Acupressure effectiveness relaxation acupoint stimulation aromatic lavender essential oil low back pain trial

Yip YB, Tse SH. Complement Ther Med. 2004 Mar;12(1):28-37 School of Nursing, Faculty of Health and Social Sciences, The Hong Kong Polytechnic University, Hung Hom, Hong Kong, PR China. hsvyip@inet.polyu.edu.hk

{module [198]}

OBJECTIVES

To assess the effect of acupoint stimulation with electrodes combined with acupressure using an aromatic essential oil (lavender) as an add-on-treatment on pain relief and enhancing the physical functional activities among adults with sub-acute or chronic non-specific low back pain.

DESIGN

Randomised controlled trial.

SETTING

The community centre, Old-Aged Home and Women Workers Association, Hong Kong. Intervention: 8-session relaxation acupoint stimulation followed by acupressure with lavender oil over a 3-week period. The control group received usual care only.

OUTCOME MEASURES

Changes from baseline to the end of treatment were assessed in pain intensity (by Visual Analogue Scale) and duration; lateral fingertip-to-ground distance in centimetres; walking time and interference on daily activities.

RESULTS

The baseline VAS scores for the intervention and control groups were 6.38 (S.E.M. = 0.22) and 5.70 (S.E.M. = 0.37) out of 10, respectively ( P=0.24 ). One week after the end of treatment, the intervention group had 39% greater reduction in VAS pain intensity than the control group ( P=0.0001 ), improved walking time ( P=0.05 ) and greater lateral spine flexion range ( P=0.01 ).

 

CONCLUSIONS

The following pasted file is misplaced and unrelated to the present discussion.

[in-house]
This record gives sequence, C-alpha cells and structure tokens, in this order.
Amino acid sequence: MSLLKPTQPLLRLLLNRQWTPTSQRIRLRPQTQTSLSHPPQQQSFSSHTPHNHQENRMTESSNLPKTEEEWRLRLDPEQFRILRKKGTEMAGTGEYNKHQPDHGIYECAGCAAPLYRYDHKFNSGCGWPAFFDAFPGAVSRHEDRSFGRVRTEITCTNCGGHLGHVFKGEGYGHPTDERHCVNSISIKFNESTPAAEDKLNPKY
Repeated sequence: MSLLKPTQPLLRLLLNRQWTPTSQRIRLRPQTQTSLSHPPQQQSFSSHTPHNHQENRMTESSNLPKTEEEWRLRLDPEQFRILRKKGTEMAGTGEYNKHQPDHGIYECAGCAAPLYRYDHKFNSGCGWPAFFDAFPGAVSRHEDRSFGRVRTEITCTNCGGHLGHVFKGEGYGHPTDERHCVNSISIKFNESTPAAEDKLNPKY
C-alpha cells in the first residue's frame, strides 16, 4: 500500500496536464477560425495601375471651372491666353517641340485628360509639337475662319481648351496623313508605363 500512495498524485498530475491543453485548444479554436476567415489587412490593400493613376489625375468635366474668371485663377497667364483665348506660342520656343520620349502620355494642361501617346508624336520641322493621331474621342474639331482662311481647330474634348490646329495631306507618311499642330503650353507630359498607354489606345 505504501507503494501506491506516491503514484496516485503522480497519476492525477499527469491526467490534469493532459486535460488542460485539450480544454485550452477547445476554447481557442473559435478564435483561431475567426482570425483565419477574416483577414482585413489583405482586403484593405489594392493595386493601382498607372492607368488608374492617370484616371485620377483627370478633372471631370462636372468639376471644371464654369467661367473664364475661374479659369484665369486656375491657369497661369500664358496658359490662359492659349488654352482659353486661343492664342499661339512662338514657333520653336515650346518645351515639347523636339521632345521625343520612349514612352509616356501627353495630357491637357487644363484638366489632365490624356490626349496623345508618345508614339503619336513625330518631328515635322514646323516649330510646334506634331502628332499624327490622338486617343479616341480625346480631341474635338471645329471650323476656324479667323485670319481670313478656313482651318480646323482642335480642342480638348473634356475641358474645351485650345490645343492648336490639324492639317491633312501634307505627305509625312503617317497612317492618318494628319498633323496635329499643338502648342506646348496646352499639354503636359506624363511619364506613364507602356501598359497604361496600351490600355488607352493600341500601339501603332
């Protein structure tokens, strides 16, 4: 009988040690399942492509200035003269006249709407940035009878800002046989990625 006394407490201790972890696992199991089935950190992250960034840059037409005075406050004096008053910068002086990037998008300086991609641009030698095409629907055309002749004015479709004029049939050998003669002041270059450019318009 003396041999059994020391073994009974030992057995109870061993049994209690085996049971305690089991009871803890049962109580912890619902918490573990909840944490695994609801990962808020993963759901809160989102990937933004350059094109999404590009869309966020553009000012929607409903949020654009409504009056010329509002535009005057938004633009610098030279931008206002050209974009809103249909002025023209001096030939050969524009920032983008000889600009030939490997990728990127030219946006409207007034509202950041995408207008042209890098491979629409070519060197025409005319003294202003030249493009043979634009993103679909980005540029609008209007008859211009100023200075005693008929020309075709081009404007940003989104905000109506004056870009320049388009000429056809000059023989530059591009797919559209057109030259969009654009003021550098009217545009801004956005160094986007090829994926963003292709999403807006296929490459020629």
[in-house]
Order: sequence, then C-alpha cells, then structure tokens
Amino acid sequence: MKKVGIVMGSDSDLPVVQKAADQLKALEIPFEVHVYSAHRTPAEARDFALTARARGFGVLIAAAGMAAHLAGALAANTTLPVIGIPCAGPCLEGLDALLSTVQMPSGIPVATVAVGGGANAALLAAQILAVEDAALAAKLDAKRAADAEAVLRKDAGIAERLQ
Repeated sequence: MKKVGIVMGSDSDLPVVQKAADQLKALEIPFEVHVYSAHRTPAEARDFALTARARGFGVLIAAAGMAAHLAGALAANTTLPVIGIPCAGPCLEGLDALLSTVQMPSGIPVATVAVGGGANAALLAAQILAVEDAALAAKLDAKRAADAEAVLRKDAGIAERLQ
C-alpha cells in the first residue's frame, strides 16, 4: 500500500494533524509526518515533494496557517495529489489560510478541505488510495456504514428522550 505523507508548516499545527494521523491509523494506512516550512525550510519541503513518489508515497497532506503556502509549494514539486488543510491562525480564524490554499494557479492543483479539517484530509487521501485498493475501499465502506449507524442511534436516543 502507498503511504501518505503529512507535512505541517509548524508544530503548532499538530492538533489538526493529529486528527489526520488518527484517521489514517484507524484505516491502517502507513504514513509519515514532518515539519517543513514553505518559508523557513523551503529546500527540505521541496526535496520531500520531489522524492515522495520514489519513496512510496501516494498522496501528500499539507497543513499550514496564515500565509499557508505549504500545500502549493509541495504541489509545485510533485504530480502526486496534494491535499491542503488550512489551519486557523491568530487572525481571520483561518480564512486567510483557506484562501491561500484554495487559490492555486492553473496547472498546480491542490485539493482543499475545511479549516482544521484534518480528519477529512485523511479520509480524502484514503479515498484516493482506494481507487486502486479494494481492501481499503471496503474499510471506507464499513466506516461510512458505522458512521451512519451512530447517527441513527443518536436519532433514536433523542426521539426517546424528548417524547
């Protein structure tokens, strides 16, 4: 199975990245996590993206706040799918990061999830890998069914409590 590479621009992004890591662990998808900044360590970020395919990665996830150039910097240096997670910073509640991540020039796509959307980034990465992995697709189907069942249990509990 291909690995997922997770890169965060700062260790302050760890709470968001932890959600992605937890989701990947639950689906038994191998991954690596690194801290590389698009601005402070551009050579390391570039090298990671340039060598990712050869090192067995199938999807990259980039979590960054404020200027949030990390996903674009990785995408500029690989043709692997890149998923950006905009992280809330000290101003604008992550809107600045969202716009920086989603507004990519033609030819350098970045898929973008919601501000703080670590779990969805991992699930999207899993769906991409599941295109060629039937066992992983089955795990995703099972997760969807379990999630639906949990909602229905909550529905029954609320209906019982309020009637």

Our results show that 8-sessions of acupoint stimulation followed by acupressure with aromatic lavender oil were an effective method for short-term LBP relief. No adverse effects were reported. To complement mainstream medical treatment for sub-acute LBP, the combined therapy of acupoint stimulation followed by acupressure with aromatic lavender oil may be one of the choices as an add-on therapy for short-term reduction of LBP. 

Acupuncture sedation during lithotripsy specialist infertility clinic

Wang SM, Punjala M, Weiss D, Anderson K, Kain ZN. J Altern Complement Med. 2007 Mar;13(2):241-6 Department of Anesthesiology, Yale University School of Medicine, New Haven, CT 06520-8041, USA.

shu-ming.wang@yale.edu

{module [198]}

OBJECTIVE

To determine whether a combination of auricular and body acupuncture is effective as an adjunct for the preprocedural anxiety and pain management in patients undergoing lithotripsy procedures.

DESIGN

Randomised controlled trial.

SETTING

The community centre, Old-Aged Home and Women Workers Association, Hong Kong. Intervention: 8-session relaxation acupoint stimulation followed by acupressure with lavender oil over a 3-week period. The control group received usual care only.

OUTCOME MEASURES

Changes from baseline to the end of treatment were assessed in pain intensity (by Visual Analogue Scale) and duration; lateral fingertip-to-ground distance in centimetres; walking time and interference on daily activities.

RESULTS

The baseline VAS scores for the intervention and control groups were 6.38 (S.E.M. = 0.22) and 5.70 (S.E.M. = 0.37) out of 10, respectively ( P=0.24 ). One week after the end of treatment, the intervention group had 39% greater reduction in VAS pain intensity than the control group ( P=0.0001 ), improved walking time ( P=0.05 ) and greater lateral spine flexion range ( P=0.01 ).